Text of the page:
One small goal!!

One of the difficulties with ADHD is failing to follow through with goals and tasks. This has certainly been my experience and I’ll try and explain how I manage to deal with it. This time ten years ago at 24 years of age i hadn’t achieved one single thing in my adult life. It wasn’t easy for me to admit at the time but it was clear to me my way of living wasn’t working and change was needed. It wasn’t that I didn’t have ambition, in fact I had tremendous ambition but I was severely lacking understanding of how to follow through. I constantly compared myself to others and in comparison i felt incompetent, and because of my ADHD I’d bounce from one idea to another and got nothing finished, frequently letting people down as well as myself. Each time i failed fed into my self-concept that I was useless, good for nothing, pathetic etc. Finally I decided to take time out, get the help I needed and start all over again this time observing my mistakes and trying to learn from them.


It was brought to my attention that I was trying to do too many things at once. I’d start something get bored and quit or I’d find some other amazing thing to do and get bored of it also. A friend suggested that I choose ONE small goal and stick to it. He said write your goal down and what you need to do to accomplish it. I was told to forget about everything else for the time being and make this the ultimate goal. I can only speak for myself and i don’t know if this is ADHD related or not but the idea of sticking to one small goal had NEVER crossed my mind. It sounds so obvious but for me it was a revelation.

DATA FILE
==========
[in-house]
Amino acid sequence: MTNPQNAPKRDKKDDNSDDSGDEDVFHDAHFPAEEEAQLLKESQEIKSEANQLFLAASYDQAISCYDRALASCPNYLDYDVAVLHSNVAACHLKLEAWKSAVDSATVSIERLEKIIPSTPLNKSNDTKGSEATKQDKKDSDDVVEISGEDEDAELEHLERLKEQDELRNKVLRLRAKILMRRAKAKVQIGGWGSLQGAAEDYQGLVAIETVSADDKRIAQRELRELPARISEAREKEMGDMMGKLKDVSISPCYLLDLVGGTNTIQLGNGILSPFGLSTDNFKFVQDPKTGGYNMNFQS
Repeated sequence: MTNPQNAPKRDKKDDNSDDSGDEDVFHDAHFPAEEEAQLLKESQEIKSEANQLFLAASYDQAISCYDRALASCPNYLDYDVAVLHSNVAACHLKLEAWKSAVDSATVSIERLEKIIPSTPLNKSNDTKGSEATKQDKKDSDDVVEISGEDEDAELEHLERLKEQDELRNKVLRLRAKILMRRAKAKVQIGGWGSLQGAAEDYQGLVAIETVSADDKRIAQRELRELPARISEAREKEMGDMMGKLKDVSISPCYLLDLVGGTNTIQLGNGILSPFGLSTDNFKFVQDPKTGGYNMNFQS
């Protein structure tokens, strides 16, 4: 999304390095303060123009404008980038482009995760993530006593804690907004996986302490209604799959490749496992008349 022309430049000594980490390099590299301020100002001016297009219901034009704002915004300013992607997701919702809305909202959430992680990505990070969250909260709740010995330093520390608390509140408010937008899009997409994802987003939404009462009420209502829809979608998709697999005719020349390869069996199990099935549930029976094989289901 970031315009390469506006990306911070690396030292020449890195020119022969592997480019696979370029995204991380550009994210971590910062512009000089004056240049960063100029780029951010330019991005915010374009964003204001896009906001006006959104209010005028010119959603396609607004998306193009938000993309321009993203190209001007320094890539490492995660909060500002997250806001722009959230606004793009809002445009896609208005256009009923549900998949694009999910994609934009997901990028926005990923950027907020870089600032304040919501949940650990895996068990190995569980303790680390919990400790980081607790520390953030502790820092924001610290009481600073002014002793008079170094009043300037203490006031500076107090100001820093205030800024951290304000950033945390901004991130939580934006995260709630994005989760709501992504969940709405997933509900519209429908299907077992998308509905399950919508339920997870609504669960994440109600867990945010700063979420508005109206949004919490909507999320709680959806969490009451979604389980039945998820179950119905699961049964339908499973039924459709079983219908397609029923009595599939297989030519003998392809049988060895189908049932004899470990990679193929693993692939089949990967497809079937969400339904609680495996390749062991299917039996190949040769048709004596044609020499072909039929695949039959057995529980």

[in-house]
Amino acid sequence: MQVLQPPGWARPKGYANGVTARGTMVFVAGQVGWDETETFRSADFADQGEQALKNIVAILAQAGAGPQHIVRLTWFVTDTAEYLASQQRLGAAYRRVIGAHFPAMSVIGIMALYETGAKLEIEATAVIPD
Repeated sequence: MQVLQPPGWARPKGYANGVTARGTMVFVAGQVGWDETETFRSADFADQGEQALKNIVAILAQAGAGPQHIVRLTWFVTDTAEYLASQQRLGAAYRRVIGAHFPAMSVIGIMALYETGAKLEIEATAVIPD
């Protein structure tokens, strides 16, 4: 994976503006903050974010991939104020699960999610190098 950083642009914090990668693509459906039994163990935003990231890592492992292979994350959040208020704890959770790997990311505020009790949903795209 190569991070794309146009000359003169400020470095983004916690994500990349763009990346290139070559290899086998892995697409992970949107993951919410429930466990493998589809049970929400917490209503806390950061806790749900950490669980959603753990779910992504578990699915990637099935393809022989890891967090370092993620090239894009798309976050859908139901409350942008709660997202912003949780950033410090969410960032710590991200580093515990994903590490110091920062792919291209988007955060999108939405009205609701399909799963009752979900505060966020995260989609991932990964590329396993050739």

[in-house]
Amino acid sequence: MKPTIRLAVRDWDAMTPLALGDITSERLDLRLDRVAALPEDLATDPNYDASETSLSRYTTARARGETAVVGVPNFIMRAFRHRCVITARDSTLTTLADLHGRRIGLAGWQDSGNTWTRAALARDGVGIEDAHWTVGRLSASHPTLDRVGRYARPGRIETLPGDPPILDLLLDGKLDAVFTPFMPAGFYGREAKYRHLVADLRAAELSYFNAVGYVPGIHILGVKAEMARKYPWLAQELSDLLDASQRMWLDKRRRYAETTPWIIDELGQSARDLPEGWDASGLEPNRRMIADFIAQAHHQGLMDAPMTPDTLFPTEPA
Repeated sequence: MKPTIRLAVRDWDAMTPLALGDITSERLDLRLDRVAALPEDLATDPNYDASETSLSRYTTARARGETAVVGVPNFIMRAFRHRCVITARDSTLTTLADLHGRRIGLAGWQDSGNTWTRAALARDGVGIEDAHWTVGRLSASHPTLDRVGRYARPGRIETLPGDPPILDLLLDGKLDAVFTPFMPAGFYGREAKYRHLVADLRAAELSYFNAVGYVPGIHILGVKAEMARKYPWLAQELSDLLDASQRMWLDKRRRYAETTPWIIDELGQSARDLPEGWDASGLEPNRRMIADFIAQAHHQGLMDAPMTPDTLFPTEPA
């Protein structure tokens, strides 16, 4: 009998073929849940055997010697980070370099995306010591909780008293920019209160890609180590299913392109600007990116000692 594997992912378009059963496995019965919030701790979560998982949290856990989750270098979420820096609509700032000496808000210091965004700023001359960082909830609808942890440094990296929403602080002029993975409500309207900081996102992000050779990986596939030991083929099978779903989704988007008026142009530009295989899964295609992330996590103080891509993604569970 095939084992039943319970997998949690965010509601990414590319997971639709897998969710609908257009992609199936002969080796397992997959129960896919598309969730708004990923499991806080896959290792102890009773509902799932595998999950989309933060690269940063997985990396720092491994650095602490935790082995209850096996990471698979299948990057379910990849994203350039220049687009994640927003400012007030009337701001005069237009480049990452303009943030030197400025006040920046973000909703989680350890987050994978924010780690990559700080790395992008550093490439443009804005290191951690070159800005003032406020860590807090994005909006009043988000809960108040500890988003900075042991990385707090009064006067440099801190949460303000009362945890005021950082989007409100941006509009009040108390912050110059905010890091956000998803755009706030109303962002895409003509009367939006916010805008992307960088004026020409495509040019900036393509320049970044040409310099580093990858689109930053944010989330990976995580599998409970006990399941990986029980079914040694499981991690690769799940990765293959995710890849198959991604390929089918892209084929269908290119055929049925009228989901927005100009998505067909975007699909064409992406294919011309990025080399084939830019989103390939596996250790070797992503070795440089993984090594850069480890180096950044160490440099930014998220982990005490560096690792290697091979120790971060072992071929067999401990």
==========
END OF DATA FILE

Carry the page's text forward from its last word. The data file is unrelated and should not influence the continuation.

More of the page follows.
I always wanted to drive and talked about it all the time but never did anything about it. The truth was that when I turned 17 they, the evil lawmakers, brought in the bloody theory test for driving and my fear of exams alongside a deep fear of failure prevented me from even trying. So passing my test became my ONE goal.   I hyper-focused on the theory test and I’ll never forget the dread I felt going down the road to the exam but i passed and i got every question correct. I was overjoyed. But the challenge was yet to come, how I would deal with failure. When it came to the practical driving test I failed twice.


I was completely gutted and ready to quit. I rang my old friend Junior and he told me that winners never quit and encouraged me to try again. The following week i passed my driving test.   Although for many this may not seem like a big deal, for me it was another massive turning point in my life because i began to use the same method over and over again in various areas of my life.


Since then i have set many goals and achieved them, including returning to education and surpassing even my own expectations. I’m also, generally, able to do more than ONE thing at once now as long as i have a good interest and set out a clear path to achieving the goals, but that comes with practice. Understanding my ADHD is a vital part of maintaining a good life and even though sometimes I may still experience failure by keeping my eye on the finish line the failures make success so much more sweet.

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Niall now offers One to One support for people affected by ADHD support through Skype.  If you wish to avail of this support service please contact Adult ADHD NI by Email –

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